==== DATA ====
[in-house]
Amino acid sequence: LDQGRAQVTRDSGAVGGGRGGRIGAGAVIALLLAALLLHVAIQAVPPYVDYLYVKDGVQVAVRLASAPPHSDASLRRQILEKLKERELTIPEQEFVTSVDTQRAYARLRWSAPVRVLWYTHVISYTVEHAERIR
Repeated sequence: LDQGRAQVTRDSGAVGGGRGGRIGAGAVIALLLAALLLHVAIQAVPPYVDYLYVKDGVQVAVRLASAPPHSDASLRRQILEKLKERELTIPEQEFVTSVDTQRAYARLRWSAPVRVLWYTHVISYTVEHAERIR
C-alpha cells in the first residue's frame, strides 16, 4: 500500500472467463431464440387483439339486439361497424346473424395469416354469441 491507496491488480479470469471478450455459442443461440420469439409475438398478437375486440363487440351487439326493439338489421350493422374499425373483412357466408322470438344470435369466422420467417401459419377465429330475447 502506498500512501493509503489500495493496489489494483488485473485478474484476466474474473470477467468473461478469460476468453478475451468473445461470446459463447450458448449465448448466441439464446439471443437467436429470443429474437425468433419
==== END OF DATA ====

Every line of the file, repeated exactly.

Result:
[in-house]
Amino acid sequence: LDQGRAQVTRDSGAVGGGRGGRIGAGAVIALLLAALLLHVAIQAVPPYVDYLYVKDGVQVAVRLASAPPHSDASLRRQILEKLKERELTIPEQEFVTSVDTQRAYARLRWSAPVRVLWYTHVISYTVEHAERIR
Repeated sequence: LDQGRAQVTRDSGAVGGGRGGRIGAGAVIALLLAALLLHVAIQAVPPYVDYLYVKDGVQVAVRLASAPPHSDASLRRQILEKLKERELTIPEQEFVTSVDTQRAYARLRWSAPVRVLWYTHVISYTVEHAERIR
C-alpha cells in the first residue's frame, strides 16, 4: 500500500472467463431464440387483439339486439361497424346473424395469416354469441 491507496491488480479470469471478450455459442443461440420469439409475438398478437375486440363487440351487439326493439338489421350493422374499425373483412357466408322470438344470435369466422420467417401459419377465429330475447 502506498500512501493509503489500495493496489489494483488485473485478474484476466474474473470477467468473461478469460476468453478475451468473445461470446459463447450458448449465448448466441439464446439471443437467436429470443429474437425468433419